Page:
Genesis 7:3 Parallel Verses [⇓ See commentary ⇓]

Genesis 7:3, NIV: "and also seven pairs of every kind of bird, male and female, to keep their various kinds alive throughout the earth."

Genesis 7:3, ESV: "and seven pairs of the birds of the heavens also, male and female, to keep their offspring alive on the face of all the earth."

Genesis 7:3, KJV: "Of fowls also of the air by sevens, the male and the female; to keep seed alive upon the face of all the earth."

Genesis 7:3, NASB: "also of the birds of the sky, seven pairs, male and female, to keep their offspring alive on the face of all the earth."

Genesis 7:3, NLT: "Also take seven pairs of every kind of bird. There must be a male and a female in each pair to ensure that all life will survive on the earth after the flood."

Genesis 7:3, CSB: "and seven pairs, male and female, of the birds of the sky--in order to keep offspring alive throughout the earth."

What does Genesis 7:3 mean? [⇑ See verse text ⇑]

In the previous verse, God instructed Noah to take the clean and unclean animals with him into the ark. This verse completes that instruction. Noah was also to take seven pairs each of all the kinds of the birds of the sky. This is an enormous number of animals.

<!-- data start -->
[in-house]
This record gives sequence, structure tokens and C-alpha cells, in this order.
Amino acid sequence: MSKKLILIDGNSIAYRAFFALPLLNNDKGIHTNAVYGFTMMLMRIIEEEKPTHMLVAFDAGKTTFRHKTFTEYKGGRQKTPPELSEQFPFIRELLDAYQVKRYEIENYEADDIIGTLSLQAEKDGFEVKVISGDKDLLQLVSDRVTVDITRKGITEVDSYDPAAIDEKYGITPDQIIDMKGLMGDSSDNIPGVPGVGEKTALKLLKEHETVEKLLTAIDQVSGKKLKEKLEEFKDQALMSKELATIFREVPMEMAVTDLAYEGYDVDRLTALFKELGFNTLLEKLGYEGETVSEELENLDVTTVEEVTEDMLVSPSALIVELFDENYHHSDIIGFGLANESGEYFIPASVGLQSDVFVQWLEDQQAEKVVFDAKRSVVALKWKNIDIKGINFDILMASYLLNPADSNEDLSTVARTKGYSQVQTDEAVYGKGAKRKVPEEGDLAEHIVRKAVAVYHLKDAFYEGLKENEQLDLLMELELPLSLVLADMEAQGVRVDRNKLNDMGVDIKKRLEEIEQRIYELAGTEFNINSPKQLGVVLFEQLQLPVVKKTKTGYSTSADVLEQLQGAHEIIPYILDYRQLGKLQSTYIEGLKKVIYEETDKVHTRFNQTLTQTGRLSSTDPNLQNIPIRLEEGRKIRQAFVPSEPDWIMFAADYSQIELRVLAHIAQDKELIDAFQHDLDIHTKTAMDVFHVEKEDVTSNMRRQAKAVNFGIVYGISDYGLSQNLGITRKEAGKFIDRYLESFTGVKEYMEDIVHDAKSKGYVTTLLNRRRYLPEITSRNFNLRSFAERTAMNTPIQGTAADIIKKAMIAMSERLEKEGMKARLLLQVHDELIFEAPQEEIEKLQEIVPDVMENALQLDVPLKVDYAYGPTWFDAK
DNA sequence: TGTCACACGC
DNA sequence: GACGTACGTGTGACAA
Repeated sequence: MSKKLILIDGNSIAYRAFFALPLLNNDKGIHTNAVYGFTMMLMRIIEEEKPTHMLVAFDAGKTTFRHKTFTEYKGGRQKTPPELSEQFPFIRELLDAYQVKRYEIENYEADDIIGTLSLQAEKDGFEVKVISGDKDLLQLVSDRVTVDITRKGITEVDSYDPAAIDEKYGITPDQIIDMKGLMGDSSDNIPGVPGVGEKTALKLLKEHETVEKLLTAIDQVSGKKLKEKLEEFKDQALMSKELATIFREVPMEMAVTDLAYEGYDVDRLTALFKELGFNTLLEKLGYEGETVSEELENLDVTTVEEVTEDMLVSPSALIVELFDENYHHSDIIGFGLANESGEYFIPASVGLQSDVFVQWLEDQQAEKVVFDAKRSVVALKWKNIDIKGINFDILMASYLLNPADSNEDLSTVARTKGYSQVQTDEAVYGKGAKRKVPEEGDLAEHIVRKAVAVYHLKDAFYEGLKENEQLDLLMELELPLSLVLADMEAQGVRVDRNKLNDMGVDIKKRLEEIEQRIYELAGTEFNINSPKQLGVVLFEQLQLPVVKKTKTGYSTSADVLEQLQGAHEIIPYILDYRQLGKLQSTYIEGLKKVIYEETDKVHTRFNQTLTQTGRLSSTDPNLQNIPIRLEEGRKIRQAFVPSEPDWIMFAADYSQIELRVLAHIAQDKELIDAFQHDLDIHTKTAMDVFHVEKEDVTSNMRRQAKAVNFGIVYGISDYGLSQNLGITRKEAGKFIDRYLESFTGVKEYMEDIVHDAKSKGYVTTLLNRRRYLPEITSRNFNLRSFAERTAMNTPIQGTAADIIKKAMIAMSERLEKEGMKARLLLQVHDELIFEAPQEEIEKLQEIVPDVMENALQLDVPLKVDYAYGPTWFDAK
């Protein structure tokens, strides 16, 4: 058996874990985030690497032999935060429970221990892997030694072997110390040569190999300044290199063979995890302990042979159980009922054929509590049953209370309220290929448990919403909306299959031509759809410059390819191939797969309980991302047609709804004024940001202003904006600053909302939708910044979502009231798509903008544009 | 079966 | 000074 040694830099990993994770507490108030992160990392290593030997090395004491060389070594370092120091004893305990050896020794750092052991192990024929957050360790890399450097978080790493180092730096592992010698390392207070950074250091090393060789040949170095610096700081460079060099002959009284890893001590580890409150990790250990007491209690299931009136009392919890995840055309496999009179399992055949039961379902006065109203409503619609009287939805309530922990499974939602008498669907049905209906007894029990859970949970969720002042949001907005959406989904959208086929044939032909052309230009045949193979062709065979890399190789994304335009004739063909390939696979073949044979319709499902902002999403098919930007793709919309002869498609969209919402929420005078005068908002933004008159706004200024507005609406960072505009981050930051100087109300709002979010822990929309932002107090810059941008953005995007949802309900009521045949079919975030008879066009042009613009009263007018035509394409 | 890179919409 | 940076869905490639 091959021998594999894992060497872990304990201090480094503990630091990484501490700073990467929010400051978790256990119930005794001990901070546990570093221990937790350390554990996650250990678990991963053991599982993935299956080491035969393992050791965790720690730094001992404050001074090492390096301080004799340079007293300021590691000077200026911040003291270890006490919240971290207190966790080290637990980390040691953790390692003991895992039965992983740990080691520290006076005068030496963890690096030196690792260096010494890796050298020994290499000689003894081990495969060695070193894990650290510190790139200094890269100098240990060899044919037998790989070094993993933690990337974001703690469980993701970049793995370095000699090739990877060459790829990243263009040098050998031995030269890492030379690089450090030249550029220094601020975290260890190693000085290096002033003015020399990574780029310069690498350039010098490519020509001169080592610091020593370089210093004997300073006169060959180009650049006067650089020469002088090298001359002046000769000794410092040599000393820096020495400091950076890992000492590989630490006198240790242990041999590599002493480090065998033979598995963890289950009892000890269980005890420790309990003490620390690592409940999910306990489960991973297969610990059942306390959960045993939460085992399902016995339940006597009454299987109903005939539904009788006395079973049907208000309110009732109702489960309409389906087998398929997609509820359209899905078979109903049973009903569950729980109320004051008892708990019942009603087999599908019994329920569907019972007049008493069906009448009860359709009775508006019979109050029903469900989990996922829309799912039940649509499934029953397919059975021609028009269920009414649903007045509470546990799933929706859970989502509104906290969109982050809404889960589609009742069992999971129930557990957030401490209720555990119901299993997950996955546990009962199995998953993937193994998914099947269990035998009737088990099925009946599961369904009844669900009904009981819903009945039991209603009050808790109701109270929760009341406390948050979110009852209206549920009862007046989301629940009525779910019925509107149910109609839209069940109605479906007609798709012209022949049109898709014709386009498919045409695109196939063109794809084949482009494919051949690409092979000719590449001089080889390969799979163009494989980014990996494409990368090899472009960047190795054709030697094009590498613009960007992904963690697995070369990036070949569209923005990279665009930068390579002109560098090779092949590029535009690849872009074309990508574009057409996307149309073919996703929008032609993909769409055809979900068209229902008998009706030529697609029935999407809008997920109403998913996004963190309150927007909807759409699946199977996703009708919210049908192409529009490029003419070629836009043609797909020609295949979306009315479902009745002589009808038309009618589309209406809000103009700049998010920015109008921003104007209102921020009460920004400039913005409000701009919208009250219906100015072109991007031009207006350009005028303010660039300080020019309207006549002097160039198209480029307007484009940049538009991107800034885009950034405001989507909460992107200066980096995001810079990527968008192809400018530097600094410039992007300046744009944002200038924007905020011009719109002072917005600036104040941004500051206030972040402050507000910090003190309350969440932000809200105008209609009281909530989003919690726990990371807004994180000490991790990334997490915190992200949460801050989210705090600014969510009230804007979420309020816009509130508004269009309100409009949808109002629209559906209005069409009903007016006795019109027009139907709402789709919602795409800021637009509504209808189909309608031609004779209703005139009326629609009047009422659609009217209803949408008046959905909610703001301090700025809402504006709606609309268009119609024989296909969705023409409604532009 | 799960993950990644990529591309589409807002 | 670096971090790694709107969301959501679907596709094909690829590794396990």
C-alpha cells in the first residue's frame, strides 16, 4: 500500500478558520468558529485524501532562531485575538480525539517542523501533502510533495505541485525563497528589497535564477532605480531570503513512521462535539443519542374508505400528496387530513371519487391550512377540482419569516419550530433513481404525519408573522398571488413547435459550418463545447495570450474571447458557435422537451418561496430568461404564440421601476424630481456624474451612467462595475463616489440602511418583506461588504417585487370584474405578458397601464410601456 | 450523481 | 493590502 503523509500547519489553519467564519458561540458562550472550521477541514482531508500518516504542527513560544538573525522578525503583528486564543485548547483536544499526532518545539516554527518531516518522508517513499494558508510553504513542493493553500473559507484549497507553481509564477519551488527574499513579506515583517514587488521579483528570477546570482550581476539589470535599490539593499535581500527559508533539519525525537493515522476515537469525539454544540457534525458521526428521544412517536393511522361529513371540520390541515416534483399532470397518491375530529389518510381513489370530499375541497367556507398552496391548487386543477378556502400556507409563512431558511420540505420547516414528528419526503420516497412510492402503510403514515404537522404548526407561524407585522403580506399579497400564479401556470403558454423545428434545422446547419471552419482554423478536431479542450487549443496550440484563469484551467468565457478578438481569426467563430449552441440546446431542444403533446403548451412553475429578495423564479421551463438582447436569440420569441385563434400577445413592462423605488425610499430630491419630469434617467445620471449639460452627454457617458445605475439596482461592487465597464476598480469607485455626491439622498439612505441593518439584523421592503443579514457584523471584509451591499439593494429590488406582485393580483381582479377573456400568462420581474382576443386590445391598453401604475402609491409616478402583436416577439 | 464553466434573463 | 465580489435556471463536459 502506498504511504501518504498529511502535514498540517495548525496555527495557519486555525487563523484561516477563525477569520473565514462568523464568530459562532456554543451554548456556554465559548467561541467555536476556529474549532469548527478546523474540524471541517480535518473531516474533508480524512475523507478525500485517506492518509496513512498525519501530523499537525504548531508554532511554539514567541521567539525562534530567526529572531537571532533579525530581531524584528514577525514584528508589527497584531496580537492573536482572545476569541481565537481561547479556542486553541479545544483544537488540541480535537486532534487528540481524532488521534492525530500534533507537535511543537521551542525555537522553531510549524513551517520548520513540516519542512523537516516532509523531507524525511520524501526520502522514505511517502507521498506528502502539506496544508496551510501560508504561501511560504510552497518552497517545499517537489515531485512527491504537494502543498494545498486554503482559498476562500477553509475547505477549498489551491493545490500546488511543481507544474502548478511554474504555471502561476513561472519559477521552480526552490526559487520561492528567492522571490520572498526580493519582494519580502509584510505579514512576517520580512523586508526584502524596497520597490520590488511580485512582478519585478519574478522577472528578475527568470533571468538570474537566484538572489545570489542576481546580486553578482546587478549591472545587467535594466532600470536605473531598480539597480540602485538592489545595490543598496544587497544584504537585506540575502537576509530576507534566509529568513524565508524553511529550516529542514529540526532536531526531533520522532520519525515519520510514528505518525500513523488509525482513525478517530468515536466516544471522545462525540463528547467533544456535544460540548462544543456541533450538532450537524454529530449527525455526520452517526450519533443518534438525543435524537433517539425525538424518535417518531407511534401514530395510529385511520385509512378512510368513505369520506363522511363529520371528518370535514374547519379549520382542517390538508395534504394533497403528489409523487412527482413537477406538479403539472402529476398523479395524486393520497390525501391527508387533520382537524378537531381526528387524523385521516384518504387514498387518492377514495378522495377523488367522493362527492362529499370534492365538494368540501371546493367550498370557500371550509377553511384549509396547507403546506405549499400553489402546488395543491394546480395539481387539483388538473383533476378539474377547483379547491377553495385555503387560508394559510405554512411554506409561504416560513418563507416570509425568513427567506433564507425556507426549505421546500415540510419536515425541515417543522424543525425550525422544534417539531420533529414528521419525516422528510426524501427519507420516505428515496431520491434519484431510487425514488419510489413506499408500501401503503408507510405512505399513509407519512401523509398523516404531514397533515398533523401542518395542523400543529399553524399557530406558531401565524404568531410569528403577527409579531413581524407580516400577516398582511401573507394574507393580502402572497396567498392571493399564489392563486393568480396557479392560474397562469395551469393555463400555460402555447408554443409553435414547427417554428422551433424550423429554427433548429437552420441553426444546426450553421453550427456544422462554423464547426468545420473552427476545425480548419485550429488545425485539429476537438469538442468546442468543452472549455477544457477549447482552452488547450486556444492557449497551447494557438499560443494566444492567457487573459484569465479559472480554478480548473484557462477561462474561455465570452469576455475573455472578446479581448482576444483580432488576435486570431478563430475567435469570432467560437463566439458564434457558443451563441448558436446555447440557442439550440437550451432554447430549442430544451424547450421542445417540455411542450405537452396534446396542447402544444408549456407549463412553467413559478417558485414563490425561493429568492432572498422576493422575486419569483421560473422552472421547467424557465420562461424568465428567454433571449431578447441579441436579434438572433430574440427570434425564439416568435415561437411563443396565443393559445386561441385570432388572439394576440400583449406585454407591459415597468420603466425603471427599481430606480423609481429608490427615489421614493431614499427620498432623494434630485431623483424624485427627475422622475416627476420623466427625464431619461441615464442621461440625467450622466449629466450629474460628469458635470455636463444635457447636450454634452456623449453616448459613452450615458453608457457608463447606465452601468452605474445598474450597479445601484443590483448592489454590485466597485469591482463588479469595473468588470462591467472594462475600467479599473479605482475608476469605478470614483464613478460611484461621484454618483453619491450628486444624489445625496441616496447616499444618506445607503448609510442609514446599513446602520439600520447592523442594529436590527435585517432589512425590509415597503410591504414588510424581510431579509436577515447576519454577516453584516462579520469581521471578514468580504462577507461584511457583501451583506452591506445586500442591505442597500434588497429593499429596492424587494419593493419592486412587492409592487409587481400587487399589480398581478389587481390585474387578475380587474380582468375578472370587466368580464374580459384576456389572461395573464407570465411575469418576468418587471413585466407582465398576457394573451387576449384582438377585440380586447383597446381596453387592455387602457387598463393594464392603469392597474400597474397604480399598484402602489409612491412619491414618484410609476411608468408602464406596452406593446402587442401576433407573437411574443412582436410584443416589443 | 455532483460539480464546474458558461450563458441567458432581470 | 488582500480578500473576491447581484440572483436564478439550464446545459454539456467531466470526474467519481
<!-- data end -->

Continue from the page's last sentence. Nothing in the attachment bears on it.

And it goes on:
God is clear about His intention, though. The point is to preserve life, to keep the offspring alive on the face of the earth. In the case of the birds, as we will see in the coming chapter, the flood would cover every surface that a bird might land on. There would be no food or shelter for the birds during the flood. Without the ark, birds and all other land-dwelling life would cease to exist on the earth. God did not want that.

Why seven pairs of birds instead of just one pair? First, as the waters are receding after the flood, birds will be used as a test to see if any dry land is to be found in the area. If they did not return, that would be evidence that a habitat was reemerging (Genesis 8:7–12). Second, birds would be offered along with other clean animals as a sacrifice to God after to the flood, meaning extra birds would be needed (Genesis 8:20).